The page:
The Science of Sleep (2006)
Wonderfully enchanting and hypnotic, Michel Gondry’s film is filled to the brim with dream-laden whimsy and innocent romanticism. The Science of Sleep follows its own inner logic, a logic shot through with love, nostalgia, and dreams - and all the innocence, wonderment, and inherent sadness that necessarily entails.
Two For the Road (1967)
Stanley Donen’s Two for the Road is a treatise on love and its many complications. It might not warm your heart entirely - honest films about marriage rarely do - but Audrey Hepburn and Albert Finney, as an unhappy couple revisiting a road trip they took as young lovers, make you feel just about everything that one feels throughout the course of a relationship: love, lust, excitement, frustration, confusion, warmth, sadness, familiarity, betrayal, happiness, and loneliness. The narrative slips and slides through time and back again, tracing the highs and lows of Hepburn and Finney’s relationship, juxtaposing scenes of past delight with those of present despair. Think a slightly less depressing Blue Valentine, set mostly on the roads of France, and you’re almost there.
And speaking of France: a wall-to-wall French musical (no spoken dialogue!) set near Paris and starring a luminous Catherine Deneuve as a young woman falling in love? It really doesn’t get much more romantic than that.
Miss Pascal, I've been odd, and I, I know I've been odd, and... I want you.
There there are many reasons, there are so many influences in my life, that are telling me, at times, quite literally, that I should come here and bring you these, but I'm doing this because I want you.
Well, the silent pictures were the purest form of cinema; the only thing they lacked was the sound of people talking and the noises. But this slight imperfection did not warrant the major changes that sound brought in. In other words, since all that was missing was simply natural sound, there was no need to go to the other extreme and completely abandon the technique of the pure motion picture, the way they did when sound came in.
I agree. In the final era of silent movies, the great film-makers--in fact, almost the whole of production--had reached something near perfection. The introduction of sound, in a way, jeopardized that perfection. I mean that this was precisely the time when the high screen standards of so many brilliant directors showed up the woeful inadequacy of the others, and the lesser talents were gradually being eliminated from the field. In this sense one might say that mediocrity came back into its own with the advent of sound.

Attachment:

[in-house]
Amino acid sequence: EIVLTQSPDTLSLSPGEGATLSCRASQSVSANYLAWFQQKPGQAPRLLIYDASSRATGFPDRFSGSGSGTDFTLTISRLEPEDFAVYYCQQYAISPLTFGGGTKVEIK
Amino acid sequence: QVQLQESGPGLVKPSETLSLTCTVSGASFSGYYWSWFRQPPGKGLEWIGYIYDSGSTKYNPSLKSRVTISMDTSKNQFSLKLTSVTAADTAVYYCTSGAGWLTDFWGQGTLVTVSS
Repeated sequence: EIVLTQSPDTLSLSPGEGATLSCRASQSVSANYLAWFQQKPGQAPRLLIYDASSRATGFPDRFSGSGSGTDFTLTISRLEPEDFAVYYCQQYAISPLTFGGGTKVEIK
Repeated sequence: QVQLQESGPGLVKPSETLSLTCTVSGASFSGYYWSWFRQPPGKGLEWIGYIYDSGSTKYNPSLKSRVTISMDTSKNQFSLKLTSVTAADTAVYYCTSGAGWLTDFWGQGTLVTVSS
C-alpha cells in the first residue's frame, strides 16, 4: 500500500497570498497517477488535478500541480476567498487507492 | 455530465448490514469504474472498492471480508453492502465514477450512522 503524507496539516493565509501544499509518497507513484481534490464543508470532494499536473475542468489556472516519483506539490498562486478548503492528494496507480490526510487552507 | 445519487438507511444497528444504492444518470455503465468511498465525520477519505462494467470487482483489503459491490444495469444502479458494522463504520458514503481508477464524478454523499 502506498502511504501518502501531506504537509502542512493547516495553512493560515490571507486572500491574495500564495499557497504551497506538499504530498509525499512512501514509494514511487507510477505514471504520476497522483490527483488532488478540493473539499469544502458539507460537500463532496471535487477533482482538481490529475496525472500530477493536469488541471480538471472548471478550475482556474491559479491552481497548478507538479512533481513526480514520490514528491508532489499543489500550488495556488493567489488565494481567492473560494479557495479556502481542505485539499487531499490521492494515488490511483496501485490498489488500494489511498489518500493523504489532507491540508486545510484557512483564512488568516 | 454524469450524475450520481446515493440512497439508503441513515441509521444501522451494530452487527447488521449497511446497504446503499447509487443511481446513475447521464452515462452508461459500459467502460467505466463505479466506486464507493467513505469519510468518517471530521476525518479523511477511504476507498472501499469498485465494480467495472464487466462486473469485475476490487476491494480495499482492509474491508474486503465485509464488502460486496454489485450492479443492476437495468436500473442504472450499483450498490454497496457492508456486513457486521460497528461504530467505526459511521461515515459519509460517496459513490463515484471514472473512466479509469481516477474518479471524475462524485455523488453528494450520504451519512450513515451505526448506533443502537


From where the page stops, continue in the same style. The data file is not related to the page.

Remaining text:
I agree absolutely. In my opinion, that's true even today. In many of the films now being made, there is very little cinema: they are mostly what I call 'photographs of people talking.' When we tell a story in cinema, we should resort to dialogue only when it's impossible to do otherwise. I always try first to tell a story in the cinematic way, through a succession of shots and bits of film in between. It seems unfortunate that with the arrival of sound the motion picture, overnight, assumed a theatrical form. The mobility of the camera doesn't alter this fact. Even though the camera may move along the sidewalk, it's still theater. One results of this is the loss of cinematic style, and another is the loss of fantasy. In writing a screenplay, it is essential to separate clearly the dialogue from the visual elements and, whenever possible, to rely more on the visual than on the dialogue. Whichever way you choose to stage the action, your main concern is to hold the audience's full attention. Summing it up, one might say that the screen rectangle must be charged with emotion.
Sonny: Alright, listen to me. You pull up right where she lives, right? Before you get outta the car, you lock both doors. Then, get outta the car, you walk over to her. You bring her over to the car. Dig out the key, put it in the lock and open the door for her. Then you let her get in. Then you close the door. Then you walk around the back of the car and look through the rear window. If she doesn’t reach over and lift up that button so that you can get in: dump her. Calogero ‘C’ Anello: Just like that? Sonny: Listen to me, kid. If she doesn’t reach over and lift up that button so that you can get in, that means she’s a selfish broad and all you’re seeing is the tip of the iceberg. You dump her and you dump her fast.